Amniotic fluid cells obtained by transabdominal amniocentesis at various stages of pregnancy were cultivated successfully. The intrauterine detection of Down syndrome, galactosemia, and mucopolysaccharidosis was established using the cultivated amniotic fluid cells. The use of this procedure increases the precision of genetic counseling and should stimulate the development of new approaches for the intrauterine management of genetic defects. However, until considerably more experience is gained with these techniques, the procedures should be considered experimental.
This article by Nadler marks one of the milestones in the development of the field of modern medical genetics.1Compared with many of the subspecialties of pediatrics, genetics became applicable to clinical medicine relatively late, with the discovery of the etiology of the Down syndrome2 and the other common autosomal trisomies, trisomy 183-5 and trisomy 13.4 Although recognition of the causes of these common genetic disorders was reassuring to families of the children affected and their caregivers, that knowledge neither resulted in improved medical care for the children affected nor prevented recurrences of these conditions within families at risk. It was with the development of antenatal diagnostic techniques that more options became available to families with known or suspected genetic disorders, and the field of medical genetics came into existence. Thus, it was thatPediatrics already was a respected, well established journal of 20 years when this report by Nadler was published in 1968.
The accurate prenatal diagnosis and treatment of literally hundreds of genetic disorders6 have followed Nadler's early observations. The availability of prenatal diagnosis gave rise to the field of prenatal genetics and genetic counseling. In this short report, Nadler describes the application of analysis of cultured amniocytes7 for the prenatal diagnosis of chromosome anomalies and a variety of inborn errors of metabolism. With the availability of cultured amniocytes, Nadler was able to perform direct chromosome analysis, quantitative examination of the activity of enzymes, and qualitative analysis of cellular size and structure. Along with high-resolution fetal ultrasound scanning, these techniques remain the standards for most prenatal diagnostic studies performed today.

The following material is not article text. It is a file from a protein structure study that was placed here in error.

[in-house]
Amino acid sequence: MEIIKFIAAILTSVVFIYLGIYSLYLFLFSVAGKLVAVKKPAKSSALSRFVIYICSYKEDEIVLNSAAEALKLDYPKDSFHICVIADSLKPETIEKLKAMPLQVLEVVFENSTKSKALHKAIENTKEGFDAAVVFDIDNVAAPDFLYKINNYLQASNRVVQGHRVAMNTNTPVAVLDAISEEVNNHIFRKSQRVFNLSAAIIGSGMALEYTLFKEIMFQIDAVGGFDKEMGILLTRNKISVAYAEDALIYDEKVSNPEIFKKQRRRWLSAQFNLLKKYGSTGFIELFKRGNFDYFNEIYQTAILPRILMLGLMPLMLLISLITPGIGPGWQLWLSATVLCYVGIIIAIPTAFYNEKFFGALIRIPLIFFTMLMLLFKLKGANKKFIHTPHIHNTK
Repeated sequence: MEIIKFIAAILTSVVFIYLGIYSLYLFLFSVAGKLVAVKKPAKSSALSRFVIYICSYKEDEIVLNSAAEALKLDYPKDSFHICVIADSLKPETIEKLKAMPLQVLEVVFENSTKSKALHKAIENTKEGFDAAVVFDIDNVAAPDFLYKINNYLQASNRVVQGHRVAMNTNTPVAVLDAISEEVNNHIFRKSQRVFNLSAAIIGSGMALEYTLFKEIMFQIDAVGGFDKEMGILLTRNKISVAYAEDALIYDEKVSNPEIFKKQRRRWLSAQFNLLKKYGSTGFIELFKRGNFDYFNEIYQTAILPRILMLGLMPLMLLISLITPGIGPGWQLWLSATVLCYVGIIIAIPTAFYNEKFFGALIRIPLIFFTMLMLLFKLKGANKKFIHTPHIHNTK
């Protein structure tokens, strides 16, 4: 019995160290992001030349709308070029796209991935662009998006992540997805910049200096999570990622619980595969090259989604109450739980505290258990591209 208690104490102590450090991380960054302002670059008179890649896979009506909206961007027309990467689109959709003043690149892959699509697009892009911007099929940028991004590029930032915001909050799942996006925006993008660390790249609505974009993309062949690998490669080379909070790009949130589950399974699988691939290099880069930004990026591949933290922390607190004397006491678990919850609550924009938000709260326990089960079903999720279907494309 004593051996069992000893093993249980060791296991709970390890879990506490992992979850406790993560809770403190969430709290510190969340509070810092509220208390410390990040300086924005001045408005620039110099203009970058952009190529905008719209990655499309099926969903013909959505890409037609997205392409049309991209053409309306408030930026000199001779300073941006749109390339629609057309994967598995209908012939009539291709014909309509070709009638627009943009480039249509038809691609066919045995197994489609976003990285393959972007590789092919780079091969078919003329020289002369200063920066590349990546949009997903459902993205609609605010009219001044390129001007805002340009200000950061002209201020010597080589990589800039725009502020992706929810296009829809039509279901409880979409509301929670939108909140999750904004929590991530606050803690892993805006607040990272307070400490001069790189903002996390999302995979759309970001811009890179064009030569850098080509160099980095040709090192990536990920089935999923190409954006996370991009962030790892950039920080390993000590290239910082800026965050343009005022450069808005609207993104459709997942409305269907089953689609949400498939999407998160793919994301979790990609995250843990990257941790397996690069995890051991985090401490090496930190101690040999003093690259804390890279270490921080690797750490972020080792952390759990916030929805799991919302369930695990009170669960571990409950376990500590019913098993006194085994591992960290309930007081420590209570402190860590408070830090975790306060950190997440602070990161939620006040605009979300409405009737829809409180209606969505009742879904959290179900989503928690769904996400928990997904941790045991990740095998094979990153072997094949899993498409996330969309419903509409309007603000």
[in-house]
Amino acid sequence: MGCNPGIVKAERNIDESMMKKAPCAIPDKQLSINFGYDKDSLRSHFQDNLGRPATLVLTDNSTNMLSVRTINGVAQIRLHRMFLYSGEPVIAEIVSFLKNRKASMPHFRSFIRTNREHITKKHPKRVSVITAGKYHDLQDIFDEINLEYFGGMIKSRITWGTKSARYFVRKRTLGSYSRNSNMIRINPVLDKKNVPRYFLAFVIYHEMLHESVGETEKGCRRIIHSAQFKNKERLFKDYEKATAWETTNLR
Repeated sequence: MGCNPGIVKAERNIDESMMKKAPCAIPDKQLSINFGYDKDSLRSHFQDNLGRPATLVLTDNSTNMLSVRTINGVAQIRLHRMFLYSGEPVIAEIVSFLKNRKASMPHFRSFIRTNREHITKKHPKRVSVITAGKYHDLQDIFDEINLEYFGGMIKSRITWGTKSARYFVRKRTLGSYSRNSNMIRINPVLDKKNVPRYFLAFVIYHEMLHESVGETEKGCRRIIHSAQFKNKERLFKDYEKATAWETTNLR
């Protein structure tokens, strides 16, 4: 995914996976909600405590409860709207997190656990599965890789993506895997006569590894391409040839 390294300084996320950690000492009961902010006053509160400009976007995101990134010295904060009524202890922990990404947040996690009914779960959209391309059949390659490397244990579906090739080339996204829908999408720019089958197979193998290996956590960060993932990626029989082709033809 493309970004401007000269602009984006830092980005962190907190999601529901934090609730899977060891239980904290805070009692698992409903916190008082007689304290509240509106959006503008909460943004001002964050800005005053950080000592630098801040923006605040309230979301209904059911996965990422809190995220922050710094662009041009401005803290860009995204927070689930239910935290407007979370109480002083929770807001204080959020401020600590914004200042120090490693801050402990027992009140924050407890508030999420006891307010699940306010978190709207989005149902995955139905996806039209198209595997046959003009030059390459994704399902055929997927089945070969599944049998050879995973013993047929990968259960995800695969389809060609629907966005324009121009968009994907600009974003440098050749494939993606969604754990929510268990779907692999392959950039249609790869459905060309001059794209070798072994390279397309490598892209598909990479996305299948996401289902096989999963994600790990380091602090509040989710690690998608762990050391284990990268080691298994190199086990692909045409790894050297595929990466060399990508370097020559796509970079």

Prenatal diagnosis of genetic disorders has vastly changed the reproductive options of families with known or suspected genetic disorders. Before the development of prenatal diagnosis, many at-risk couples opted not to have children. Prenatal diagnosis has allowed such parents to have healthy children by providing the option of pregnancy termination of affected fetuses. Prenatal diagnosis also has allowed for improved treatment of children with some genetic conditions, both prenatally and postnatally. Antenatal diagnosis of genetic disorders has paved the way for prenatal surgical repair of some congenital anomalies,8 and has increasingly allowed for prenatal biochemical treatment or gene replacement for some children with genetic disorders.9 Prenatal diagnosis also has allowed for immediate postnatal treatment of children with some genetic disorders, thereby eliminating the morbidity or mortality accompanying late diagnosis.
Dr Nadler's article presages accurately the rapid development of the field of prenatal clinical genetics: “It is extremely likely that numerous genetic disorders will be capable of being diagnosed during pregnancy, using either amniotic fluid, desquamated cells, or cultivation of amniotic fluid cells. The precise status of the fetus will allow for better obstetrical management of a specific pregnancy … In addition, if the modification of genetic defects is to become feasible, intra-uterine diagnosis becomes essential.”
He also correctly underscored the moral, legal, and ethical pitfalls that these techniques involve, specifically the abortion of children with genetic disorders. If anything, the ethical, legal, and social impact of prenatal diagnostic genetic techniques has increased in the nearly 30 years since Nadler published his observations. Understanding of this aspect of prenatal genetic diagnosis continues to lag behind the technical ability to perform the procedures involved.
The landmark observations of Dr Nadler and others led to the field of prenatal genetics, genetic counseling, and fetal therapy. In the future, additional less invasive prenatal diagnostic techniques will be perfected, including genetic analysis of fetal cells recovered from the maternal bloodstream. More accurate diagnosis of human genetic diseases by molecular genetic analysis will follow the mapping of the human genome. Finally, gene replacement therapy and other prenatal treatment modalities will be investigated further and developed for many genetic conditions currently untreatable.
- Nadler HL
- Lejeune J,
- Gautier M,
- Turpin R
- ↵Weaver DD. Catalog of Prenatally Diagnosed Conditions. Baltimore, MD: The Johns Hopkins University Press; 1989
- ↵Tanswell AK, O'Brodovich HM. The present and future role of gene therapy in the newborn. Curr Opin Pediatr. 1997;9:141–145
- Copyright © 1998 American Academy of Pediatrics